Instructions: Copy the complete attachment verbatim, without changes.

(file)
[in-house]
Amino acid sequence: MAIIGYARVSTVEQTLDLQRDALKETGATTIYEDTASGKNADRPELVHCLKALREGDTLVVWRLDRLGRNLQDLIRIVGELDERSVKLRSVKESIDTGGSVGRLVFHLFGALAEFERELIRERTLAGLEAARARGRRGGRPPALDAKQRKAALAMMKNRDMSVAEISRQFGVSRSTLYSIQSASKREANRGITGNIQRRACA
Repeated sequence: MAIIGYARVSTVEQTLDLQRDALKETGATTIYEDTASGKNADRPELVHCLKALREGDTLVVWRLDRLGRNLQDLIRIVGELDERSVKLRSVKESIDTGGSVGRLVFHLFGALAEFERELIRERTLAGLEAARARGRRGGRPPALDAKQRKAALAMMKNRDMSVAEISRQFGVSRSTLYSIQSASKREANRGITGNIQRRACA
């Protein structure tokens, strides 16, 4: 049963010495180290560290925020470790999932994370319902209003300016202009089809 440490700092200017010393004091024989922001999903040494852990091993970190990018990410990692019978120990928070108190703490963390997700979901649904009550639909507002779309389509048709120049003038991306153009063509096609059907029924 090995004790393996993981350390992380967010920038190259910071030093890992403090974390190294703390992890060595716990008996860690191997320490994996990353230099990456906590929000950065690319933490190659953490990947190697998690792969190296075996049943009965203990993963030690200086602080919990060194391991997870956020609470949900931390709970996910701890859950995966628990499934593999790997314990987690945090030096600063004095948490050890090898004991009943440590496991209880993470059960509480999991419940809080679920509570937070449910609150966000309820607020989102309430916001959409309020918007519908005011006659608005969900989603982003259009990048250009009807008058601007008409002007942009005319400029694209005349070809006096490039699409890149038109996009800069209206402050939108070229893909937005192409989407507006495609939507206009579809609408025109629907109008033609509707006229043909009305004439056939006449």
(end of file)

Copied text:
[in-house]
Amino acid sequence: MAIIGYARVSTVEQTLDLQRDALKETGATTIYEDTASGKNADRPELVHCLKALREGDTLVVWRLDRLGRNLQDLIRIVGELDERSVKLRSVKESIDTGGSVGRLVFHLFGALAEFERELIRERTLAGLEAARARGRRGGRPPALDAKQRKAALAMMKNRDMSVAEISRQFGVSRSTLYSIQSASKREANRGITGNIQRRACA
Repeated sequence: MAIIGYARVSTVEQTLDLQRDALKETGATTIYEDTASGKNADRPELVHCLKALREGDTLVVWRLDRLGRNLQDLIRIVGELDERSVKLRSVKESIDTGGSVGRLVFHLFGALAEFERELIRERTLAGLEAARARGRRGGRPPALDAKQRKAALAMMKNRDMSVAEISRQFGVSRSTLYSIQSASKREANRGITGNIQRRACA
């Protein structure tokens, strides 16, 4: 049963010495180290560290925020470790999932994370319902209003300016202009089809 440490700092200017010393004091024989922001999903040494852990091993970190990018990410990692019978120990928070108190703490963390997700979901649904009550639909507002779309389509048709120049003038991306153009063509096609059907029924 090995004790393996993981350390992380967010920038190259910071030093890992403090974390190294703390992890060595716990008996860690191997320490994996990353230099990456906590929000950065690319933490190659953490990947190697998690792969190296075996049943009965203990993963030690200086602080919990060194391991997870956020609470949900931390709970996910701890859950995966628990499934593999790997314990987690945090030096600063004095948490050890090898004991009943440590496991209880993470059960509480999991419940809080679920509570937070449910609150966000309820607020989102309430916001959409309020918007519908005011006659608005969900989603982003259009990048250009009807008058601007008409002007942009005319400029694209005349070809006096490039699409890149038109996009800069209206402050939108070229893909937005192409989407507006495609939507206009579809609408025109629907109008033609509707006229043909009305004439056939006449």